Readers of this blog will know that earlier this year the University of Ottawa Press published The Copyright Pentalogy: How the Supreme Court of Canada Shook the Foundations of Canadian Copyright Law, an effort by many of Canada’s leading copyright scholars to begin the process of examining the long-term implications of the copyright pentalogy. The book is available for purchase and is also available as a free download under a Creative Commons licence. The book can be downloaded in its entirety or each of the 14 chapters can be downloaded individually. This is the first of a new collection from the UOP on law, technology and society (I am pleased to serve as the collection editor and editor of the pentalogy book) that will be part of the UOP’s open access collection.
This week I participated in a panel on open access at the University of Ottawa as part of the global Open Access Week activities and learned that the book has succeeded on both the open access and commercial front. From an open access perspective, the book and articles have proven to be popular downloads. The University of Ottawa Press reports that the webpage for the book is among the most accessed on the site. In less than six months, the book ranks among the top 35 books for page views (some books have appeared on the site for years). Downloads of the book are also popular at the University of Ottawa’s uO Research, the University’s institutional repository as it is one of the three most accessed items in the entire repository.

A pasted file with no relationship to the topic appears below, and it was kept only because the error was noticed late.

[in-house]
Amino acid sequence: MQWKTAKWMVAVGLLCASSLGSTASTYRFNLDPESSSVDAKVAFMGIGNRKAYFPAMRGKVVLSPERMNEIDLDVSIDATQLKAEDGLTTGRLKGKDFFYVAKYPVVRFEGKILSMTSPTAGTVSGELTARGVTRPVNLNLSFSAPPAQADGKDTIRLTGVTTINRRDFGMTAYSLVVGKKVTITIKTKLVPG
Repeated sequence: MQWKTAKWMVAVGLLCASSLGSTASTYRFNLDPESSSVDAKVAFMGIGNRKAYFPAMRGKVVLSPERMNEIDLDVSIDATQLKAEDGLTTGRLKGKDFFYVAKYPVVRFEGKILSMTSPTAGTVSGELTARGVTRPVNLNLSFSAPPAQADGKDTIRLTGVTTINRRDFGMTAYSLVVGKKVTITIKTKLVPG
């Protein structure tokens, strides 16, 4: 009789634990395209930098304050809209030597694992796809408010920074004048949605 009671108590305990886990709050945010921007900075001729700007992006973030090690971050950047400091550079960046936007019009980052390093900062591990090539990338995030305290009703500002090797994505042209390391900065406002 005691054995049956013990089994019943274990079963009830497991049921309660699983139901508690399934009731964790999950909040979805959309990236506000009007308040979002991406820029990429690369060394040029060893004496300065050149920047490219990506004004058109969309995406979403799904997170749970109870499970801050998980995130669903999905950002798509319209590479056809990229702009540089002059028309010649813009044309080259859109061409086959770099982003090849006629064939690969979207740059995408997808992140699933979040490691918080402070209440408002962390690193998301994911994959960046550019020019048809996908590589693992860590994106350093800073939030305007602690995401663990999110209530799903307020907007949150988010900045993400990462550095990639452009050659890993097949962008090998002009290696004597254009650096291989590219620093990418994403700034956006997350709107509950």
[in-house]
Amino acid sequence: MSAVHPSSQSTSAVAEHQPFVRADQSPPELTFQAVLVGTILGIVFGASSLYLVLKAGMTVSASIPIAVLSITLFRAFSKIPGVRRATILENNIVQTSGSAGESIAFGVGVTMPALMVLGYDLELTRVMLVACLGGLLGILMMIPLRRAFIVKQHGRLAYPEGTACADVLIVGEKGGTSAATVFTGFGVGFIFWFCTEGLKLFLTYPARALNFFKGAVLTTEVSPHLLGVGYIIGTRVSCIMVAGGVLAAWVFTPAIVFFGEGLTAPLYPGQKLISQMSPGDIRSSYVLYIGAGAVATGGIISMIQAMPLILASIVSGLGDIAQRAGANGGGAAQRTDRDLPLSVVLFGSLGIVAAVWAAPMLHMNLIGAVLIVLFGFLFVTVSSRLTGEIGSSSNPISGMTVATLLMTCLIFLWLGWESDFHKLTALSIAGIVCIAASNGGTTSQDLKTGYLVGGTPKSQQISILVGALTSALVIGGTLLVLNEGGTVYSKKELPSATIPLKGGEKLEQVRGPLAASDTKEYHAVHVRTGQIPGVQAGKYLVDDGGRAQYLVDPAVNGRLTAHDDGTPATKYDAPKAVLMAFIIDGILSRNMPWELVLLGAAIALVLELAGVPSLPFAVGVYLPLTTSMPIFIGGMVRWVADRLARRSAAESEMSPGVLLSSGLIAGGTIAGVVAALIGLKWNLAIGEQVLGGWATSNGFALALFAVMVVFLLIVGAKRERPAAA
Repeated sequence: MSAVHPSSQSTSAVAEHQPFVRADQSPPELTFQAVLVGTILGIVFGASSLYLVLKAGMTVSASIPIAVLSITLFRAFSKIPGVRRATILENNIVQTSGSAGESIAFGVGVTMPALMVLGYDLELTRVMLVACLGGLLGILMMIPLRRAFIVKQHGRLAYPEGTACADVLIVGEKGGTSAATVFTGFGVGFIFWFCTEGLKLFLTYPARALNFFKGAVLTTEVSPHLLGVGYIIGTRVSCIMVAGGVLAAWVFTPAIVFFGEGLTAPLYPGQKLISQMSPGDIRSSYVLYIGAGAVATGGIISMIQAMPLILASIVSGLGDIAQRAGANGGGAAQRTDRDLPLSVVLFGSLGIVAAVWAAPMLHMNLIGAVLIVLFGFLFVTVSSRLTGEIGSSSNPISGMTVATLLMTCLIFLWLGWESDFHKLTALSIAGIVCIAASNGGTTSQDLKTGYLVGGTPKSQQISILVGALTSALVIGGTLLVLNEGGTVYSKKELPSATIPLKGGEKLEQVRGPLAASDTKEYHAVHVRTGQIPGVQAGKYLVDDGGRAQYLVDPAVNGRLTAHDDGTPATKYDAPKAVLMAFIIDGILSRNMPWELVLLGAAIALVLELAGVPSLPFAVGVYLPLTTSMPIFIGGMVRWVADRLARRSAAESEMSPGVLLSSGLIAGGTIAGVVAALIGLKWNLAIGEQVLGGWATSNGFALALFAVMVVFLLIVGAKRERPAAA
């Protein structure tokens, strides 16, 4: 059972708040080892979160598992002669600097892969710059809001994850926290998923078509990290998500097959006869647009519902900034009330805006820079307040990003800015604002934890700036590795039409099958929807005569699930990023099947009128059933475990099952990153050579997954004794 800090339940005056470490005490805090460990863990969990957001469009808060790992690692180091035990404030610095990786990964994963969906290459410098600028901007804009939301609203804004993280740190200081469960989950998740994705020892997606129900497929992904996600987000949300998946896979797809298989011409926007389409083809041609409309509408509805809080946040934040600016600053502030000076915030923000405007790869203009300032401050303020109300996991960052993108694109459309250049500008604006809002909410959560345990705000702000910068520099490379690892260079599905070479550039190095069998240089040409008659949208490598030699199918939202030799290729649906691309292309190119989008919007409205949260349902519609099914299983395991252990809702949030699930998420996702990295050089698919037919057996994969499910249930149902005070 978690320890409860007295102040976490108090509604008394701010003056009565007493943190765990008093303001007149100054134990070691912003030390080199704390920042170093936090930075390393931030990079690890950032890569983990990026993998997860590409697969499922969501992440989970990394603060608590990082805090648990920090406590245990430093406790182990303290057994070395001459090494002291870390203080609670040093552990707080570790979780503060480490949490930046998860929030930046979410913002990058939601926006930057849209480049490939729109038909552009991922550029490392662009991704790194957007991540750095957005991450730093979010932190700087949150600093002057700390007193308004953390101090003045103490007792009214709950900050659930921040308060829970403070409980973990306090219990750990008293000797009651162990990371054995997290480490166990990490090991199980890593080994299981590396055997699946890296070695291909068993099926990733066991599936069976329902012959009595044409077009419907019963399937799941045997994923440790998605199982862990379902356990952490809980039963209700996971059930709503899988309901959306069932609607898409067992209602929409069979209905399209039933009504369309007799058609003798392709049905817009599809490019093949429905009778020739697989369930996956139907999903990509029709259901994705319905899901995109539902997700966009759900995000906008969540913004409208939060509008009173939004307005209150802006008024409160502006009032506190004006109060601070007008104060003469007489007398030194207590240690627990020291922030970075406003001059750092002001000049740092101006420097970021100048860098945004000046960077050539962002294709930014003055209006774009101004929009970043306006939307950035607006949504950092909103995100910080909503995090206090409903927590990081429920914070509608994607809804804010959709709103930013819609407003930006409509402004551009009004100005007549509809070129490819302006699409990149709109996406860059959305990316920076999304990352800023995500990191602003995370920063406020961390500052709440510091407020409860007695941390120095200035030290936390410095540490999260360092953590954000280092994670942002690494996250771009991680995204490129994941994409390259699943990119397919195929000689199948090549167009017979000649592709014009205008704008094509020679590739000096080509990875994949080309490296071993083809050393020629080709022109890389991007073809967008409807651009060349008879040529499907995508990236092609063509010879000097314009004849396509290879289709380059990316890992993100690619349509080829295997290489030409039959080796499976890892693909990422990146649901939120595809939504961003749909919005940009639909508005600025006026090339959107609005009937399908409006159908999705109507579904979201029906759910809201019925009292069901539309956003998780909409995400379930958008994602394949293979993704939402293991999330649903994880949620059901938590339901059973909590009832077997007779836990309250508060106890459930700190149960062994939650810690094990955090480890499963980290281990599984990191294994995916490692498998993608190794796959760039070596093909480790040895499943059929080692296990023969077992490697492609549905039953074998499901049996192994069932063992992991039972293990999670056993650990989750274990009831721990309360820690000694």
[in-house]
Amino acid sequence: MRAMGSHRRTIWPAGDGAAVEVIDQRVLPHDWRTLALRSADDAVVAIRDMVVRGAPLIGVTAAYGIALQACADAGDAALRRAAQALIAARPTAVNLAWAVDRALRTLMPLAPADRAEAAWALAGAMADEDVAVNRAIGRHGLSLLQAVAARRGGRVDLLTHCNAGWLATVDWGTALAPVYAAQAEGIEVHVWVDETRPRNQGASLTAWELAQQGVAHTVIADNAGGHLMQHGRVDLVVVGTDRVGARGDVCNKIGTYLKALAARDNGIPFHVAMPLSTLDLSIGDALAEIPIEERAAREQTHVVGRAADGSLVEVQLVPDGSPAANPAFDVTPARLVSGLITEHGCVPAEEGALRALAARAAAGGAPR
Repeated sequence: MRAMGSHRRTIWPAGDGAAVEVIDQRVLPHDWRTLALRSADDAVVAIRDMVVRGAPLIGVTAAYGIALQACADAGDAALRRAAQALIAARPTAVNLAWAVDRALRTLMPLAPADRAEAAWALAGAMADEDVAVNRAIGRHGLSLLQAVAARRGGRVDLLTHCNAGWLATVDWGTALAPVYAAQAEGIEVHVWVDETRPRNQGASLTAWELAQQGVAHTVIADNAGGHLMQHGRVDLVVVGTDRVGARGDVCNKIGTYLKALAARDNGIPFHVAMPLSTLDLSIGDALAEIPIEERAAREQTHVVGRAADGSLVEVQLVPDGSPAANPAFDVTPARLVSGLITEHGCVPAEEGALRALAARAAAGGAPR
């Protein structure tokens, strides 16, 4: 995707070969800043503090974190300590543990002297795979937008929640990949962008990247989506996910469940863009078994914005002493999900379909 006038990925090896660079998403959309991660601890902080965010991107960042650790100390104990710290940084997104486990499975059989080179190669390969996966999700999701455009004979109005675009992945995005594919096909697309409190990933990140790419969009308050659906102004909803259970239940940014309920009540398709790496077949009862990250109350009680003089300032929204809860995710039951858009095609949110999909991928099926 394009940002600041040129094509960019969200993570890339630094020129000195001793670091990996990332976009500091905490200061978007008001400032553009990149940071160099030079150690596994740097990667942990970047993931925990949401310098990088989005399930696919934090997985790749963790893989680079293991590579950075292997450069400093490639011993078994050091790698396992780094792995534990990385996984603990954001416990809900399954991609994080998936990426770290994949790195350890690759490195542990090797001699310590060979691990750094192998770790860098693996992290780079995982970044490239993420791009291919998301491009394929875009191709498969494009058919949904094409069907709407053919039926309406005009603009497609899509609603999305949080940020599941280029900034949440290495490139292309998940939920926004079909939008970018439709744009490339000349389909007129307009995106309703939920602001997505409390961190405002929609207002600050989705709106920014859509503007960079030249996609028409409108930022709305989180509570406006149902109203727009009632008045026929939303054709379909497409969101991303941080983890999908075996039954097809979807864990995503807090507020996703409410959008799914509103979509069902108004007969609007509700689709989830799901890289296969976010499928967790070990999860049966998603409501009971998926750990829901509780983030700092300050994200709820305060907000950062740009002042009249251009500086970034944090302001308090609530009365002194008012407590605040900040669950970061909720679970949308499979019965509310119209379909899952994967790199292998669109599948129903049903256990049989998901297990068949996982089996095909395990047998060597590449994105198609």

While interest in a free book may strike some as unsurprising, it is worth noting that the University of Ottawa Press reports that book has also been the top seller on its website. Visitors are free to download any or all chapters at no cost, yet the book has outsold all other University of Ottawa Press titles on the website since its launch in May. In fact, some have even purchased electronic versions of the book (an ePub version is available), despite the free availability of a PDF version. It is still early days for the book – the launch conference only took place several weeks ago – but the initial results provide yet another illustration of the potential co-existence of open access and commercial sales.
and prospers, appartently.
Good to hear, as the other side of the story is 4 hot copies for every legal one, thou I do hear from graphics people that they sell one in ten.
nice to know survival isn’t completely at the mercy of the market.
Good stuff, and I’m really not surprised, as I’ve seen the same sort of results time and time again in my line of work. (working with artists to release their works [music] for free on a file sharing site)